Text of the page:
Thin-Film PV Market Could Top $7 Billion by 2015
Low cost, low weight, ease of manufacturing and success in roof, wall and window applications is driving an industry that is forecast to reach $7.2 billion by 2015, compared to slightly more than $1 billion now, according to a new report from NanoMarkets LC.
Already, manufacturers such as Sanyo and Fuji Electric are ramping up production and building more plants with more than 100-megawatt capacities, the report said.
The prediction comes at a time when conventional PV is gaining traction in more mainstream applications.
"With the worldwide rise in energy prices, PV prices are now closer to general energy prices than ever before," the report said. "Once they reach a point that is close to parity, PV is well set to break out of its niche application status and become a major force to be reckoned with, not just a few percentage points of worldwide energy consumption."
In the past, a shortage of the silicon used to make traditional PV drove up prices and hampered its widespread use. Although now more abundant, crystalline silicon is still expensive because of the limited supply and numerous processing steps needed for its manufacture.
"Because TFPV costs less that conventional PV, it is TFPV that is most likely to reach "take off" prices first, all the more so, because at least some TFPV materials have more potential than crystalline silicon for cost reductions," the report said.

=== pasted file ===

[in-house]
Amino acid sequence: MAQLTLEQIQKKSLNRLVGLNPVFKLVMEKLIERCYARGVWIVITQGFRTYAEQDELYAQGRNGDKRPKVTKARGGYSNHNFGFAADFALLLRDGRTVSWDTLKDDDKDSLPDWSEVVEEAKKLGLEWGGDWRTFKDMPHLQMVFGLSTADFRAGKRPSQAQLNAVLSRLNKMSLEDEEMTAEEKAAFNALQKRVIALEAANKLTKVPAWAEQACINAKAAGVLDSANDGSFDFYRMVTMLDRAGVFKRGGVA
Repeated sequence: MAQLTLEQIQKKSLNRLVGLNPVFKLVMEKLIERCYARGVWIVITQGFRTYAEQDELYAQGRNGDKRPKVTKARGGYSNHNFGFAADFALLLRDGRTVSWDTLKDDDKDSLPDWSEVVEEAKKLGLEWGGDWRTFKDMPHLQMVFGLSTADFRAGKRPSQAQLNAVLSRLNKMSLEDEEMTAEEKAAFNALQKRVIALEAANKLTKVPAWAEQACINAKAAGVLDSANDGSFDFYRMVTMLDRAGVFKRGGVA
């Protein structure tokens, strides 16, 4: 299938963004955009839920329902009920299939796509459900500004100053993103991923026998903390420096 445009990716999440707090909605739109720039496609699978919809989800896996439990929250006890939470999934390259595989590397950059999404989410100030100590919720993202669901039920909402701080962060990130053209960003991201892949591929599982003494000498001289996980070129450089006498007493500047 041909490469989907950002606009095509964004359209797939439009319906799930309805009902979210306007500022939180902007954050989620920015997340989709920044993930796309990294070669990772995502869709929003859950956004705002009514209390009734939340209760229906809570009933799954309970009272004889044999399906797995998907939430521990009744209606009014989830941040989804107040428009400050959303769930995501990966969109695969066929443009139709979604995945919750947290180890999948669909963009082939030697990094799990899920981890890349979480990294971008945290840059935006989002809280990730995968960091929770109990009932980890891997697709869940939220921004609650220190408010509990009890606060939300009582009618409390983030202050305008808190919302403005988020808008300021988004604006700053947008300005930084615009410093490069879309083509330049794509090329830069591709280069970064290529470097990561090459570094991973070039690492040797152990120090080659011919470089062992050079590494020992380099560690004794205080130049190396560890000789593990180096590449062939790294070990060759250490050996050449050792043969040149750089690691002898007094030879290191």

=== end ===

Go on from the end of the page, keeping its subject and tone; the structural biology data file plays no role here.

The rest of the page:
TFPV can be manufactured using printing machines. Printing PV could potentially lower capital costs by 75 percent, the report found, with reduced waste and increased output.
The value of the printed THPV market could top $3 billion during the next 10 years. It accounted for only 5 percent of the overall PV market a few years ago but that figure is expected to grow to 35 percent by 2015.
The report predicted that TFPV won't be impacted even if silicon should flood the market because of its low cost and lightweight nature, which allows it to be applied easily to curved and non-planar surfaces. Its weight also makes its rooftop application much easier than heavier conventional panels.
The report shows declining rates of market growth during the end of the forecast period. The report acknowledges that PV, along with the overall clean tech industry, has taken on a type of "fad" quality in light of the current clean tech boom spurred by environmental concerns and the high cost of fossil fuels, which sparkled similar interest during the oil crisis of the 1970s.
"Given the current fervor with which firms and investors are pursuing high-tech opportunities, the boom seems just too hot not to cool down," the report said.
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